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The Tiniest Sample for a DNA Test


DNA is present in every cell of our bodies. Therefore, laboratories and clinics don’t need a huge sample in order to isolate each individual’s DNA. Provided the sample isn’t contaminated, even the smallest sample can hold the information you need.

Giving a DNA Sample

Although DNA can be extracted from tiny samples, a larger sample will be more useful in the long term. Even so, when you are sent a sample kit by post, you still only need to provide a relatively small sample – just some cells from the inside of your cheek transferred onto a swab. You’ll find, however, that there are specific instructions to ensure that you collect as many cells as possible so that the laboratory has a good sample to work with.

The Accuracy of DNA Testing

Even based on a tiny sample, DNA testing can be accurate enough to tie people to the scene of a crime, establish familial relationships, or even investigate the ethic origins of archaeological remains. The number of incidents where DNA testing has proved the turning point is increasing – here are just a few examples:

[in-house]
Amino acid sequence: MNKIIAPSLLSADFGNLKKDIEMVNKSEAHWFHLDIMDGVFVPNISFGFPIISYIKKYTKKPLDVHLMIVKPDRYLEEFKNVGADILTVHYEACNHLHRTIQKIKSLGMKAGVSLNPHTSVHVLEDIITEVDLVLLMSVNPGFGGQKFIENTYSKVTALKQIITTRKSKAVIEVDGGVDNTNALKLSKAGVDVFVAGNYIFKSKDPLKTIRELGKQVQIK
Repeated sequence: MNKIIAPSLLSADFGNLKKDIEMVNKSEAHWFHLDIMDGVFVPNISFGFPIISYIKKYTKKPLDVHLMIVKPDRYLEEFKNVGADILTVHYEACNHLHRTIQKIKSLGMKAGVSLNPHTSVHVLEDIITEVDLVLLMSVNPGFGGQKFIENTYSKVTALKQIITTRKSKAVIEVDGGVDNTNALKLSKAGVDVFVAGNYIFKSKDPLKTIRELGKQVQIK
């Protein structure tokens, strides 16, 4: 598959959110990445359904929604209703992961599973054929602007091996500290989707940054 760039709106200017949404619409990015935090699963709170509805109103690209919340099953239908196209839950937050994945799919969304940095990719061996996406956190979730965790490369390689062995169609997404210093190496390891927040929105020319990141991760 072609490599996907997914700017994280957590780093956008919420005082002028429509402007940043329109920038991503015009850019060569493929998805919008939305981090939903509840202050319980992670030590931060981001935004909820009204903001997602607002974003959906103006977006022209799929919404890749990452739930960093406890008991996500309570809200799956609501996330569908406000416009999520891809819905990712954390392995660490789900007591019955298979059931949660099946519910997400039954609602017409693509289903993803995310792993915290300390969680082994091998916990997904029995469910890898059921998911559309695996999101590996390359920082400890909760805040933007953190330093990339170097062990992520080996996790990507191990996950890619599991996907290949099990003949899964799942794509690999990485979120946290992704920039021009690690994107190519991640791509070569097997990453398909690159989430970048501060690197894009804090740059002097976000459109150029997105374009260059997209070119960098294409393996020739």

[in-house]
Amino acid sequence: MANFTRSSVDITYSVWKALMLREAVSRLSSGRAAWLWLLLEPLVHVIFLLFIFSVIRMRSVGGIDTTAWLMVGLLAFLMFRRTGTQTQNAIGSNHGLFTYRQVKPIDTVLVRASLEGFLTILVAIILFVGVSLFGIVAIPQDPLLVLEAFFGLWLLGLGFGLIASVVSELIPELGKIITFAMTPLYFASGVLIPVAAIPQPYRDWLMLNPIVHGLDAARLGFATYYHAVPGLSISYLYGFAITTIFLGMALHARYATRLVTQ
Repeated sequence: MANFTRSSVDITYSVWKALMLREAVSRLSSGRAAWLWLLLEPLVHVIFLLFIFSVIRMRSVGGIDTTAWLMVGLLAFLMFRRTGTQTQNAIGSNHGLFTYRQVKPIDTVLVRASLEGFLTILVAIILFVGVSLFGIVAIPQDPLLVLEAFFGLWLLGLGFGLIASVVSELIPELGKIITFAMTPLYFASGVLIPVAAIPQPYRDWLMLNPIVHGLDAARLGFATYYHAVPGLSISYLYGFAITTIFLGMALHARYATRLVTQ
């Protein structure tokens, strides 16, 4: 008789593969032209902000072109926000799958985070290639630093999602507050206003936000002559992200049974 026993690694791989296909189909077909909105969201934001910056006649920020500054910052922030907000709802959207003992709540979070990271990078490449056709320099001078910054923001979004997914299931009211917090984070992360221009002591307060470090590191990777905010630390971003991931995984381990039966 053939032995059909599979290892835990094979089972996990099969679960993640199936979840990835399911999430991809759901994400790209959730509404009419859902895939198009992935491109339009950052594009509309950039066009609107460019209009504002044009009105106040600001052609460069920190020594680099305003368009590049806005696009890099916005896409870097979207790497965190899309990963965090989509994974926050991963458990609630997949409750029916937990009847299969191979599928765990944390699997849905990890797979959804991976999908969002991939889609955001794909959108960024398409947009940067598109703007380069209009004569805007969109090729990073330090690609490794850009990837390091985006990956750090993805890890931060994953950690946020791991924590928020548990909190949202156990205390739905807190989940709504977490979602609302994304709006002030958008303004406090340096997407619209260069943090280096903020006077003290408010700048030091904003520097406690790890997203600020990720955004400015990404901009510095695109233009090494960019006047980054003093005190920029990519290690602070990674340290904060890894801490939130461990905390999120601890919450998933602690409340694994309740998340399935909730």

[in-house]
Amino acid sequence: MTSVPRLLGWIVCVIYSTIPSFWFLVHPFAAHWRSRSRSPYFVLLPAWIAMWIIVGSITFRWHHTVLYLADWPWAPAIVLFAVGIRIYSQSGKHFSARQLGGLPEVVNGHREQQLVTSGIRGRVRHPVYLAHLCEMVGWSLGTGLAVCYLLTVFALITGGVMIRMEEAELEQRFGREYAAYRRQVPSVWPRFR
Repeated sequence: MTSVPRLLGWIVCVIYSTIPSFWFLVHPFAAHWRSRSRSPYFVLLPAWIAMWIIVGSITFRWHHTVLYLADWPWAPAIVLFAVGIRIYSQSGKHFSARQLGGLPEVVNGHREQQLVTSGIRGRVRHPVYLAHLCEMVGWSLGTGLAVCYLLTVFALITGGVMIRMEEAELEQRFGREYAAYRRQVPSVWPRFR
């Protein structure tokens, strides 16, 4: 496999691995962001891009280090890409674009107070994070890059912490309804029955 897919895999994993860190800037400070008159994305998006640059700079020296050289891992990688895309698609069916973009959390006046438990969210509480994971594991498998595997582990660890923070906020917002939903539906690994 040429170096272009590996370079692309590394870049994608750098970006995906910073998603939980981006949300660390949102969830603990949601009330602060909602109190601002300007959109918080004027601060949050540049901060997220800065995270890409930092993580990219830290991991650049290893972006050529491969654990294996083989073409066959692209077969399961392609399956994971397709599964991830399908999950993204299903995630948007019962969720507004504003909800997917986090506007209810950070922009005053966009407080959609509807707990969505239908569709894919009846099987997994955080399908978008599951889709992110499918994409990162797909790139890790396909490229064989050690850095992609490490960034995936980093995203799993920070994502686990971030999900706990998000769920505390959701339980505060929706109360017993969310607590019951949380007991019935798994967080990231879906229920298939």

• Inca sacrifice – In the 1990s the frozen remains of an Inca human sacrifice was found on Mount Ampato in Peru. Estimated to be around 500 years old, the girl, who was no older than 14 when she died, has been incredibly well-preserved. A DNA analysis and sequencing could identify her mitrochondrial DNA, which in turn could identify living Peruvians who may be related to her.
  • Plant DNA solves murder – The first case of plant DNA analysis contributing to a murder conviction came from the site of a murder in Arizona. Pods found in a suspect’s truck were successfully shown to only come from a tree near the scene which showed signs of vehicle damage.
  • Proving innocence – Testing is often used to eliminate people from an investigation – but for those who were tried and convicted before DNA testing became routine, and who are innocent, this is cold comfort. If case files include relevant samples of DNA, further testing could prove innocence and allow those falsely accused to resume a normal life.

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